Then again, there are some needs and desires in the workplace that transcendgenerations. At the Dallas-based T.G.I. Friday’s, a chain of more than 500restaurants, the company’s top workers (whether they’re servers, cooks ordishwashers) can choose to work at any Friday’s restaurant around the world.The program not only addresses a generation’s desire to play -- it alsorewards work well done.

"Don’t get me wrong," says Willard. "Money works.Reassignment to a great location works. But these things aren’t unique to ourgeneration. It’s only by getting the buy-in with a company where we have ameaningful part of the decision-making process that we end up with a greatersense of security."

Recognize Gen Xers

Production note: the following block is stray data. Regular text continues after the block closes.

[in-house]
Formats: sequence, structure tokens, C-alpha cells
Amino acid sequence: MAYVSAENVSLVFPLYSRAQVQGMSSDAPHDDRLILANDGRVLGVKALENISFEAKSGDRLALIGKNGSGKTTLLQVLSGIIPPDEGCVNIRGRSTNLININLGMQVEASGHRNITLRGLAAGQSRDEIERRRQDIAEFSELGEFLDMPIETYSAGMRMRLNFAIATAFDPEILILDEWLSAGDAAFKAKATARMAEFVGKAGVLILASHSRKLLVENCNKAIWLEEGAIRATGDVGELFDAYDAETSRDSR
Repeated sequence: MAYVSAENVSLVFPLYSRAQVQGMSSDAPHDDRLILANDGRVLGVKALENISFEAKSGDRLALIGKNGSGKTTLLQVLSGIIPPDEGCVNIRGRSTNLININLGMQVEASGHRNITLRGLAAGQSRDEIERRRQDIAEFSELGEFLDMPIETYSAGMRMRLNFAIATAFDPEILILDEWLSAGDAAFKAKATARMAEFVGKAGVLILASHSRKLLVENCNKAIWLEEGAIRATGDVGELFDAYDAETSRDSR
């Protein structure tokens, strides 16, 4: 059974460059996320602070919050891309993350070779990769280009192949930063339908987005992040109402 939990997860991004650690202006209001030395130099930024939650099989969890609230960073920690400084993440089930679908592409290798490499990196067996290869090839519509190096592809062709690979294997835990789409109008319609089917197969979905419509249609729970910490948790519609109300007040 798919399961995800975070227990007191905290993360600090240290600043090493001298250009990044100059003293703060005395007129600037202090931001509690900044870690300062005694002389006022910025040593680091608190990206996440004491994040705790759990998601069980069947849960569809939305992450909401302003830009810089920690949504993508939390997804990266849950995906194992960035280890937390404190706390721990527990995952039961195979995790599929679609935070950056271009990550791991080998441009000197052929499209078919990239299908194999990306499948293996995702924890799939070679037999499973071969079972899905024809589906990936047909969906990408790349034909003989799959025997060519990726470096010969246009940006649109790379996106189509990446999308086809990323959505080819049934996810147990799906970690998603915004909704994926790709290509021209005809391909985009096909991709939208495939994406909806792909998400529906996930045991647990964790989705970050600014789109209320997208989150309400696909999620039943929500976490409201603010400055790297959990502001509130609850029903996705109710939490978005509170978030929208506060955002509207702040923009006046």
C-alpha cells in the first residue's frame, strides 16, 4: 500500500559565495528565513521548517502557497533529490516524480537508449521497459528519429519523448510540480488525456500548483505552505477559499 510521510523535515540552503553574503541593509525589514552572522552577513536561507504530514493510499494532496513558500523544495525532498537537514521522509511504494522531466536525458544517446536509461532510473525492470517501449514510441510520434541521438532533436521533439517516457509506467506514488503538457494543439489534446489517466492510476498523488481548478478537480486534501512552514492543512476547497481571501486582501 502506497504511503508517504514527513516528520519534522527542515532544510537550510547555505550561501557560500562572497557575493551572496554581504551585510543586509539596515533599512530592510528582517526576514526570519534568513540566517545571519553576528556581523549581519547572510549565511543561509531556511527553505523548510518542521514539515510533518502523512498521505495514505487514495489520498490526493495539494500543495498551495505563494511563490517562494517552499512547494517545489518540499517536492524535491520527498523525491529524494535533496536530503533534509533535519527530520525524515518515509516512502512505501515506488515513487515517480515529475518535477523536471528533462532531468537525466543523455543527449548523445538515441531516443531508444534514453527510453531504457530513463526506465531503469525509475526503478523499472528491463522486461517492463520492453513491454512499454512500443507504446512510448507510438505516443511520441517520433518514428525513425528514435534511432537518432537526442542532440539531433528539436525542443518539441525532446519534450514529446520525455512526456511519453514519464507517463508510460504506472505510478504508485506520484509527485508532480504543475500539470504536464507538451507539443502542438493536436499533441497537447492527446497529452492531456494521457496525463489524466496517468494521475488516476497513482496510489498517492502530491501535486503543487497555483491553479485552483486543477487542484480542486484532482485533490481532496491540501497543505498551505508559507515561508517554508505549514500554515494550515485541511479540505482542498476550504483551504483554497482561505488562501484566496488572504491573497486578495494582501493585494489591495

If you think about it, the so-called nontraditional attitudes that make workfeel less corporate for Gen Xers -- ideas once considered arrogant or youthfulor rebellious -- have become, well, mainstream. Like it or not, they’re here.Gen Xers. And they’re here to stay.

Deborah Masten is communications and human resources development director forPlano, Texas-based JCPenney. She says her company first identified the need tounderstand the differences between generations about four years ago, when storemanagers started complaining about Gen Xers who lacked a healthy work ethic.

"We couldn’t figure out how to keep them motivated," she says."We quickly learned by working with a consultant that you don’t lead thisgeneration by example, you lead by interaction. They want to know what’sexpected of them, and they want accurate and timely feedback."

Gen Xers account for roughly 27 percent of the 200,000 JCPenney retail andcatalog workforce, says Masten. As a result, the need for new ways to motivatethis workforce became a priority. So the company set up a program where managerscan click an icon on their PC screen, log on using their Social Security numberand access the company’s knowledge-management system to learn more about howto motivate employees.